When Vadim Gluzman was a young music student, he didn’t like playing the violin. Instead of practicing for hours on end, he wanted to play ice hockey with his friends.
But eventually, after hours of rigorous study, Gluzman fully embraced his future as a violinist.
“I just realized I couldn’t live without it,” he said.
Today, the Israeli-American virtuoso performs with renowned orchestras across the globe, receiving widespread praise for his old-world lyricism and technical brilliance.
Gluzman returns for his second performance with the West Michigan Symphony Orchestra on May 18. In this final concert of the 2017-2018 season, Gluzman performs Brahms’ iconic Violin Concerto alongside the orchestra. The Romantic-period work is featured on Gluzman’s latest CD for the BIS label.
“(This piece) is unarguably one of the greatest pieces for violin ever written,” Gluzman said. “It’s one of those Mount Everest concertos that encompasses every human emotion and everything the violin has to offer: romance, virtuosity and great passion. You live an entire lifetime while performing it.”
Scott Speck, music director of the West Michigan Symphony Orchestra, has worked with Gluzman many times and looks forward to the violinist’s return to the region.
“Musicians like Vadim inspire our members and our community with their consummate artistry,” Speck said. “All of us aspire to an unattainable ideal, and to have one of today’s great violinists in our midst gives us a vision of the greatness that is possible.”
The book Great Violinists of the Twentieth Century, Volume 2 by Jean-Michel Molkhou features Gluzman and highlights his “penchant for bringing the glorious violinist tradition of the 19th and 20th centuries back to life.” One particular tradition that often follows Gluzman’s name is the Russian school of violin playing, a pedagogy that produced many legendary “Golden Age” violinists, such as Jascha Heifetz.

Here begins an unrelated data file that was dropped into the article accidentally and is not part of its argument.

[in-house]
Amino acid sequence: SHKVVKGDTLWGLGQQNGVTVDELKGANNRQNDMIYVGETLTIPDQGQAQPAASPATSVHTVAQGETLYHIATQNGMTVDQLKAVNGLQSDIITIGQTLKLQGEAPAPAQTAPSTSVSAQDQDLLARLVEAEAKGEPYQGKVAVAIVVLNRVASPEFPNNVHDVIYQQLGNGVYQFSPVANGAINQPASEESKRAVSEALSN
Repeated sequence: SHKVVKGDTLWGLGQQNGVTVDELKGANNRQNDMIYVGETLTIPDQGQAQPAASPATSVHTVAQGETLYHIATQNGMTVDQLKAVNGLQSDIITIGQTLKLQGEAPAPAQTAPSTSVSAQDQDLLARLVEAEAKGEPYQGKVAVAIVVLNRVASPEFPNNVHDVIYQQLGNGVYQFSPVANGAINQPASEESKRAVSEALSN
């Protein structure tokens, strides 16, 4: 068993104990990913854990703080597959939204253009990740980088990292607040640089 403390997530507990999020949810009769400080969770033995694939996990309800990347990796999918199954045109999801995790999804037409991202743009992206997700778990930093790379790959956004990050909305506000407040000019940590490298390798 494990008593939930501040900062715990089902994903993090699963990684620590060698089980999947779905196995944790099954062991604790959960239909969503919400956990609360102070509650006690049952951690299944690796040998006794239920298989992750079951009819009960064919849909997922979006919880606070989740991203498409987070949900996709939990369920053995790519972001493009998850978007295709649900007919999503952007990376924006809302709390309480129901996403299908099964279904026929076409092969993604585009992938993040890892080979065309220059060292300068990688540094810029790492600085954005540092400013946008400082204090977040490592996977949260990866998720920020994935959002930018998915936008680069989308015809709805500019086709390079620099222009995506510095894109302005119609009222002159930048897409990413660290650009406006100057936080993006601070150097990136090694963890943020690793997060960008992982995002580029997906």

However, Gluzman has made efforts to distance himself from the Russian violin school. “I can be categorized that way only partially,” he explained.
Considering his rich educational background, one would have to agree. A graduate of the Juilliard School in New York City, Gluzman’s violin journey began in Riga, Latvia. He then studied in Russia under the tutelage of Zakhar Bron, one of the best violin teachers alive today. After his family moved to Israel in 1990, he met the famed American violinist and conductor Isaac Stern and enjoyed his encouragement and mentorship for many years.
“(He taught me that) nothing is ever good enough. That was his approach and perception of the people around himself, and it was his expectation,” Gluzman said of Stern. “Perfection can never be reached — we only follow that path.”
One vital element connects Gluzman back to the Russian tradition: his extraordinary instrument. For nearly 20 years, Gluzman has been playing a Stradivarius violin that once belonged to Leopold Auer, founder of the Russian violin school. Tchaikovsky composed many of his most beloved violin works for Auer and his violin. This includes Tchaikovsky’s sole Violin Concerto, which Auer initially deemed unplayable (he later came around). Gluzman performed the work during his last appearance with the West Michigan Symphony Orchestra in April 2008.
Gluzman has drawn inspiration from his instrument since the Stradivari Society of Chicago selected him as steward of the fascinating musical artifact.
“All of this great music was written for this violin,” Gluzman said. “It is really moving to hold this piece of history in my hands.”
Masterpieces: Masterworks 5
425 W. Western Ave. #200, Muskegon
May 18, 7:30 p.m., $22-$54
westmichigansymphony.org, (231) 726-3231